Birmingham might not be renowned for its viniculture but the city is set to take centre stage later this month as the setting for one of the biggest events yet to promote English wine.

English Wine Takeover is the first dedicated domestic wine event to take place in the Midlands and aims to increase awareness of a fast-growing industry.

Although the majority of English wine production takes place in the South - concentrated in Kent, Sussex, Surrey and Hampshire - there are 92 vineyards across the East and West Midlands, including Buzzard Valley near Sutton Coldfield , Bearley near Stratford-upon-Avon, Halfpenny Green in Stourbridge and Spring Cottage in Walsall.

Every county in England as far north as Yorkshire has a vineyard and last year the first vineyard in Scotland produced a grape harvest.

Last year around 4.45 million bottles of English wine were produced from 445 vineyards covering 3,500 acres and that figure is rising, though the pace of growth is dictated by the fact it takes up to four years for grapes to be ready for wine-making after vines are planted.

Starting from scratch it takes five years for a still wine and seven years for a sparkling wine to reach the table.

Julia Trustram Eve, marketing director at English Wine Producers the body, for the English and Welsh wine industry, said: “The English wine industry has seen a remarkable increase in the last ten years and the acreage planted by vines has doubled.

“More vines are going in this year and next year there is going to be more expansion.

“We know this is an industry that is growing in volume in the long term.”

English wine is still in its infancy relatively speaking. Although the Romans planted vines in the first millennium the modern industry has only been going since the 1950s.

Initially red and white grapes were imported from Germany, though over time the types of grapes grown and wines made have changed, with sparkling wine now accounting for around two-thirds of all English wine.

Ms Trustram Eve added: “It was not until the 70s that it started to take off.

“In the 80s and 90s vineyards started to be planted with vines for sparkling wines, the three grapes used to make Champagne - Pinot Noir, Meunier and Chardonnay.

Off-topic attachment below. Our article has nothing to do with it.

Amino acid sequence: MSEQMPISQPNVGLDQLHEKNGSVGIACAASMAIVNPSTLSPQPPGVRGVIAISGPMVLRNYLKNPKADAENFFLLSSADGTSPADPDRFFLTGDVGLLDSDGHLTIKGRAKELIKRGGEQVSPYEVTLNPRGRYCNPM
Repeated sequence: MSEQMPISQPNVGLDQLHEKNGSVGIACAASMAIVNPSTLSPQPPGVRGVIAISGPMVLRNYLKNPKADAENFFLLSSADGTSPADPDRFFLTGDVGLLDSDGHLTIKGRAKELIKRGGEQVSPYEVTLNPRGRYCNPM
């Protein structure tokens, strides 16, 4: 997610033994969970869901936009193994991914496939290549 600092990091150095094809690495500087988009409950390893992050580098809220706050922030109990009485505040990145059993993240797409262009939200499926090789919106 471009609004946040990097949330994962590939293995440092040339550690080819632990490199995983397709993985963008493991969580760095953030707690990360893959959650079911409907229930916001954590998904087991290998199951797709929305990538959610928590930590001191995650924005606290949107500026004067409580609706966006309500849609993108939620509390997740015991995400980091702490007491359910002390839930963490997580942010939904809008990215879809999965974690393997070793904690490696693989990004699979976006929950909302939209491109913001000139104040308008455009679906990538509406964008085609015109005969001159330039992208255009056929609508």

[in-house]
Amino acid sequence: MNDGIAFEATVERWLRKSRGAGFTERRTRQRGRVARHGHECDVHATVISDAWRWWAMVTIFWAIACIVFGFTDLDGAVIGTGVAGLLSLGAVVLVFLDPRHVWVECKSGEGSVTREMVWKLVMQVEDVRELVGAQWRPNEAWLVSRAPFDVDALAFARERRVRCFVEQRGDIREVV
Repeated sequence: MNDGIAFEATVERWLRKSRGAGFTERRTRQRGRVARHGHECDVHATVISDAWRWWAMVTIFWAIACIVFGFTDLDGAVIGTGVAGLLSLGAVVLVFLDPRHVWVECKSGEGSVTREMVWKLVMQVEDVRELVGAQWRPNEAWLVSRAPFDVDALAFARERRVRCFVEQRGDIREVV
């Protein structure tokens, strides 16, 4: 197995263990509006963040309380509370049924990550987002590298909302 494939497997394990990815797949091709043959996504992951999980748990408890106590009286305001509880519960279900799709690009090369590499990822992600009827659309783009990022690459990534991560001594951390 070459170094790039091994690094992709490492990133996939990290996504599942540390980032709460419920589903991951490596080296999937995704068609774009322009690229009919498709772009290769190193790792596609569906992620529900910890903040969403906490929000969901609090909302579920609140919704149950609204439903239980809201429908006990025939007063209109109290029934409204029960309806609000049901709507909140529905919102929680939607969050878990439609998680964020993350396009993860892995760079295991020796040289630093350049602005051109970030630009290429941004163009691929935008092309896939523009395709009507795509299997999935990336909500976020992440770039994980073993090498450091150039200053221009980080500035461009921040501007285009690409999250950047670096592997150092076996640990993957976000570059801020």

“Now 50 per cent of the grapes grown are the Champagne varieties

“All the sparkling wine we produce in England is produced using the same method as in Champagne - a lengthy process that involves secondary fermentation.”

English wine - particularly the sparkling variety - is also gaining a reputation for its quality.

Ms Trustram Eve added: “The proof positive of how good English wine is can be seen in how successful it has been in competitions around the world.

“When put up in blind tastings against Champagne and premium sparkling wines, English wines have come out incredibly well and in some cases beaten them.”

With supermarket giants like Waitrose and Marks & Spencer getting in on the act the future looks bright too.

“It is great to see big names behind it,” said Ms Trustram Eve. “Waitrose announced sales of English wine have risen by 177 per cent, while M&S has expanded its range of English wine. Waitrose even has its own vineyard and has produced its own sparkling wine.

“But also independent wine trade and restaurants are coming on board and we are definitely seeing more and more English wines available through that sector.”

The Birmingham English Wine Takeover sees a series of events across the city during English Wine Week from May 22.

They include food matching with a range of cuisines, tutored producer-led tastings and a blind tasting sparkling masterclass at Loki Wine - culminating in a producers’ festival on Saturday May 23 at The Bond, Digbeth.

English wine might not be cheap, and should not be confused with the similarly titled British wine - which allows for wine-making using imported grape juice - but Ms Trustram Eve emphasised it is a premium product.

She said: “If compared to a Chilean bottle of Cabernet Sauvignon at £3.99, you’re looking at an average of £11-12 for still and £20-25 plus for sparkling, so what you’re talking about is the premium end of the scale.

“The important thing is to make sure the quality matches the value.

“People will pay a premium price for a single estate bottled wine and you could say the same for Champagne - that is the sector we are working in.”

* To find out more about English Wine Takeover events in Birmingham visit